Popyrin’s Centre Court dream ended by super Djokovic

Ian Chadband |

Alexei Popyrin was allowed to dream for just one set — until the great Novak Djokovic dismantled his Centre Court fantasy, leaving Alex de Minaur once more as the only Australian singles survivor at Wimbledon.

Sydneysider Popyrin took the opening stanza off the seven-times champion in scintillating fashion on Saturday in their third-round rematch, but that was as good as it got.

With rain threatening, the roof was then slid across the sport’s greatest tennis arena — and it caved in on the 24-year-old Aussie’s ambitions even as Popyrin still delivered one of the best performances of his career. 

Djokovic, wounded knee and all following his meniscus operation a month ago, was somehow able to then conjure up close to his immaculate best as he began to find his range and rhythm and, serving beautifully, powered away to a 4-6 6-3 6-4 7-6 (7-3) win.

Djokovic stars
Djokovic even scored an imaginary penalty when the crowd started cheering an England shoot-out win. (AP PHOTO)

Earlier, the title hopes of de Minaur, the nation’s No.1, received a major boost as he was given the luxury of a walkover into the last-16 while his rivals continued to be frustrated by the rain. He’ll play rising 20-year-old French star Arthur Fils in the fourth round.

The Australian No.1’s smooth path eased further after his third-round opponent Lucas Pouille told him he was pulling with a stomach injury an hour and 45 minutes before the start of their match on Saturday.

De Minaur then had the luxury of a relaxing day and chose to watch the rematch of Popyrin versus Djokovic on TV, part two of a saga that began on Rod Laver Arena at the Australian Open in January when the 24-time grand slam winner also prevailed in four sets.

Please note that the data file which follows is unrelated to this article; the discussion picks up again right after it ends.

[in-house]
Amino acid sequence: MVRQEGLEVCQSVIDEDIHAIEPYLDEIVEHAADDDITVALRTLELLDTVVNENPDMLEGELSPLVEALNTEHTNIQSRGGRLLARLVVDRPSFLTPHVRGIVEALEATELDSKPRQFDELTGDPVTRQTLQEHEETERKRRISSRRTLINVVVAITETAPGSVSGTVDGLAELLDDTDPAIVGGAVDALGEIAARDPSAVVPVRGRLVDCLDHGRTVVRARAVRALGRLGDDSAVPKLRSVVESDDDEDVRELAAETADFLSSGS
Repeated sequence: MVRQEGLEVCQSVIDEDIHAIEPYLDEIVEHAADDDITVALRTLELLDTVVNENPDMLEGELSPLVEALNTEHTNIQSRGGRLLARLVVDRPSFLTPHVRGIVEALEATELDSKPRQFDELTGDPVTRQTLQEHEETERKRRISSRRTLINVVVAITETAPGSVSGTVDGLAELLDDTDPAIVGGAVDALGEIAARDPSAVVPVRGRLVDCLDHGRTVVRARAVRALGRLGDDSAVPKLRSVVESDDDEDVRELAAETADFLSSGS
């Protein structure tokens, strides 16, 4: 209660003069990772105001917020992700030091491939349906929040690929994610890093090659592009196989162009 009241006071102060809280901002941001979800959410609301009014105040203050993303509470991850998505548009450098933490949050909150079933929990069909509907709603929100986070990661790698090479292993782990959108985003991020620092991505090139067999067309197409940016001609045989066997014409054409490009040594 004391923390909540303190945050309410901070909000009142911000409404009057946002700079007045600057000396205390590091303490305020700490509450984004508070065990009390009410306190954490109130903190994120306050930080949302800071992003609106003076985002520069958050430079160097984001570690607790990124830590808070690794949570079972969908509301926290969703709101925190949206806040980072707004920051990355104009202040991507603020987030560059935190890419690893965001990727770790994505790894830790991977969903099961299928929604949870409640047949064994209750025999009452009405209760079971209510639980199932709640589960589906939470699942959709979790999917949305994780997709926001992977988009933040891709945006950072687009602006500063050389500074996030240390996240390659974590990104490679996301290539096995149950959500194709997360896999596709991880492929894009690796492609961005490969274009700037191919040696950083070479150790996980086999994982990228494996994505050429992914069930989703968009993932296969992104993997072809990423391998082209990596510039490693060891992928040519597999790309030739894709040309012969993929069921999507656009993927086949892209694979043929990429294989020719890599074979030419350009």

“A very tough match, and I didn’t expect anything less. I knew he was going to be coming with a lot of self-belief,” said Djokovic, saluting his valiant opponent.

“He was the better player in the first set, I stepped it up, played a really good second a third, and the fourth was anybody’s.

“It was a very challenging match, mentally, to just hang in there.” 

Popyrin, though, said he felt the same gnawing frustration he felt after his Melbourne loss.

“Feeling a little bit bummed – but I’m close, I feel very close,” he said.

“It’s a matter of one or two points in important moments. He was quite solid, I played a few loose points in the tie-break.”

Popyrin, watched from the Royal Box by a host of global sports stars including England cricket captains Ben Stokes and Joe Root, had his moments, exploding into life to break his illustrious opponent with a spectacular cross-court winner for a 4-3 lead before taking the opener.

After the roof closure, Djokovic changing tack, starting to attack Popyrin’s weaker backhand wing and finding a relentless length on his returns. 

Popyrin
Alexei Popyrin has his moments during a terrific effort – but it ended in vain. (AP PHOTO)

The only respite for the world No.47 came when at 1-4 down when just as he was about to serve, a huge roar and applause emerged from the crowd who had just heard England’s soccer men had just won their Euro24 quarter-final in a penalty shootout.

Both players began laughing, with Djokovic taking an imaginary penalty and the Australian goalkeeper Popyrin diving to save it. “Alexei defended it well,” smiled the Serb. 

Did you save it, Popyrin was asked. “Probably not the way he was serving,” responded the Australian, wryly. 

Indeed, Djokovic won 88 per cent of points behind his first serve, dropping just nine points as he turned the screw.

Popyrin fought valiantly in the fourth, inspiring a fever pitch reaction from the crowd when he rescued three break points at 5-5 and produced a remarkable shovel-shot game winner. 

With the crowd firmly behind the Australian, Djokovic wouldn’t be denied. “That was one of the best tie-breaks I’ve played this year,” he said, snuffing out Popyrin’s last chance after just over three hours.

AAP